The research from the University of Toronto and University of British Columbia in Canada is the first neurological study to look at how acetaminophen could be inhibiting the brain response associated with making errors.

Recent research has begun to show how acetaminophen inhibits pain, while behavioural studies suggest it may also inhibit evaluative responses more generally.

Previous research has also found that people are less reactive to uncertain situations when under the effect of acetaminophen.
For the study, two groups of 30 participants were given a target-detection task called the Go or No Go.

Participants were asked to hit a Go button every time the letter F flashed on a screen but refrain from hitting the button if an E flashed on the screen.

Electroencephalogram (EEG) was used to measure electrical activity in the brain of the participants. The researchers were looking for a particular wave called Error Related Negativity (ERN) and Error Related Positivity (Pe).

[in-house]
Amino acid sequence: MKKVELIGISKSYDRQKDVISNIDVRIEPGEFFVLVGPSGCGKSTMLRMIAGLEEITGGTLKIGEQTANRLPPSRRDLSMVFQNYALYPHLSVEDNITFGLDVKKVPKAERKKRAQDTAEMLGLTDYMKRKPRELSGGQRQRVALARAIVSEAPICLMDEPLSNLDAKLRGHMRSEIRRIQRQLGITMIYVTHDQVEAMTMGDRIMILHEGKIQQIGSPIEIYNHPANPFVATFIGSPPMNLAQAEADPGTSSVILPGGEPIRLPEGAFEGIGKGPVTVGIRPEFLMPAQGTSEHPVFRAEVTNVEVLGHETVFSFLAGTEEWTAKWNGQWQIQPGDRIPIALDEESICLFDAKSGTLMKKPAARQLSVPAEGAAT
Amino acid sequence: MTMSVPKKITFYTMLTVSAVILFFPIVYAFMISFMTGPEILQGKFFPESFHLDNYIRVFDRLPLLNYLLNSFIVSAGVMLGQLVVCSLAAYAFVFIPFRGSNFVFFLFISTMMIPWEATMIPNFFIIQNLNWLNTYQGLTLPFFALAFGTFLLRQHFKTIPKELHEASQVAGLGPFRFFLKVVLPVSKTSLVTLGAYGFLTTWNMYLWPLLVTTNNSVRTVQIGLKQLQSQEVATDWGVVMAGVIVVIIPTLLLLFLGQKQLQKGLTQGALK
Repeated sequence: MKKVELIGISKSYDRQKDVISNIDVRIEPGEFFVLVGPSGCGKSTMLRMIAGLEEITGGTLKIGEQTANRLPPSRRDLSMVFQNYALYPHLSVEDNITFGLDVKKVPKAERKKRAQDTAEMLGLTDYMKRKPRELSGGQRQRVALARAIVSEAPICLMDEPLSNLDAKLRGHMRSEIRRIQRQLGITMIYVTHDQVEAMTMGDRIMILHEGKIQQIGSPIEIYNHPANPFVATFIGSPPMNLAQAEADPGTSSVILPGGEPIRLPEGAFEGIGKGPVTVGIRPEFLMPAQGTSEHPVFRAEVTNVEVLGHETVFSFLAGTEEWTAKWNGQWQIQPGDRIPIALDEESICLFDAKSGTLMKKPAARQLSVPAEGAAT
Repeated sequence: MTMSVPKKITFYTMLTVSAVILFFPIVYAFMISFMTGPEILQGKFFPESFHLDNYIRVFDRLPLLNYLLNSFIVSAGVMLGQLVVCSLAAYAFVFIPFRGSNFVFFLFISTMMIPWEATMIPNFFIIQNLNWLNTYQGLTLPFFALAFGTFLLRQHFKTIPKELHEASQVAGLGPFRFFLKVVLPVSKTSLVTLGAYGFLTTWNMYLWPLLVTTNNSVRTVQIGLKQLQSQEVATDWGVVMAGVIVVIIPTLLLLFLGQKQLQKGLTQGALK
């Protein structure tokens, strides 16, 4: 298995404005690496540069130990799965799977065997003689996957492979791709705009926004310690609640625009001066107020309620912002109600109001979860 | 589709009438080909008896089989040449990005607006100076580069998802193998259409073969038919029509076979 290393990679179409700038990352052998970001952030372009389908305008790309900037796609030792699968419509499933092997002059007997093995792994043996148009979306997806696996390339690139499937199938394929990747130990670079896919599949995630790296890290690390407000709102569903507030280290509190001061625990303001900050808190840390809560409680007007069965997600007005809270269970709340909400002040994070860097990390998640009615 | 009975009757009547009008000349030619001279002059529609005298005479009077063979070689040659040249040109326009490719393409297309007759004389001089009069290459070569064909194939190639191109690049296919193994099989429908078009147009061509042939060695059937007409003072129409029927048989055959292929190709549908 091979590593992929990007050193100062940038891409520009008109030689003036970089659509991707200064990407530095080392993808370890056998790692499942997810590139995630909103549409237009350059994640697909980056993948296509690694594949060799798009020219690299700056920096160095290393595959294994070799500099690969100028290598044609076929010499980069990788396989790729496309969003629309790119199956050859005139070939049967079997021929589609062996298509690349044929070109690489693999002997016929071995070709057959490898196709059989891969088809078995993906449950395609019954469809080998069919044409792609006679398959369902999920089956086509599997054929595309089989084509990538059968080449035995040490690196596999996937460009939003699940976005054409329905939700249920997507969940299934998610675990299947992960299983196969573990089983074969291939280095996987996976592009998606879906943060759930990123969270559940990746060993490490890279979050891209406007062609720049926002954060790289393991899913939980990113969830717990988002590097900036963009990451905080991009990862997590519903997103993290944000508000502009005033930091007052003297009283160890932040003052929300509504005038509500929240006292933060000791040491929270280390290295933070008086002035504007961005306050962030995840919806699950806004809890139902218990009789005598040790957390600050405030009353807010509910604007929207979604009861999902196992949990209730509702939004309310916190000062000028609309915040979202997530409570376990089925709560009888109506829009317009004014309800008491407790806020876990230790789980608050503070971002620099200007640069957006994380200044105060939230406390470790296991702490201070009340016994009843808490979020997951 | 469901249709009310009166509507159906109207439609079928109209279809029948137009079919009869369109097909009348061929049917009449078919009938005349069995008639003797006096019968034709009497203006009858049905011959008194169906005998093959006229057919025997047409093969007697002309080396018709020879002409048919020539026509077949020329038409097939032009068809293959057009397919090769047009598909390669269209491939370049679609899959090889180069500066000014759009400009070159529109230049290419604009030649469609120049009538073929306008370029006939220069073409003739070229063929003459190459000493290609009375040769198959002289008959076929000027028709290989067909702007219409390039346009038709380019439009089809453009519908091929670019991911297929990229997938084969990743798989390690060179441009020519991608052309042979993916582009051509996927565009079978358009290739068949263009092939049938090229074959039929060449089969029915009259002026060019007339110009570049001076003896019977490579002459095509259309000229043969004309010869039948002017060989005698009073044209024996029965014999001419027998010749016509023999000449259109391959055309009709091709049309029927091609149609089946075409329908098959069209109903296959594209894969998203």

Essentially what happens is that when people are hooked up to an EEG and make an error in the task there is a robust increase in ERN and Pe.

One group, which was given 1,000 milligrammes of acetaminophen - the equivalent of a normal maximum dose - showed a smaller Pe when making mistakes than those who did not receive a dose, suggesting that acetaminophen inhibits our conscious awareness of the error.

Cognitive control is an important neurological function because people are constantly doing cognitive tasks that flow automatically like reading, walking or talking.

The research was published in the journal Social Cognitive and Affective Neuroscience.

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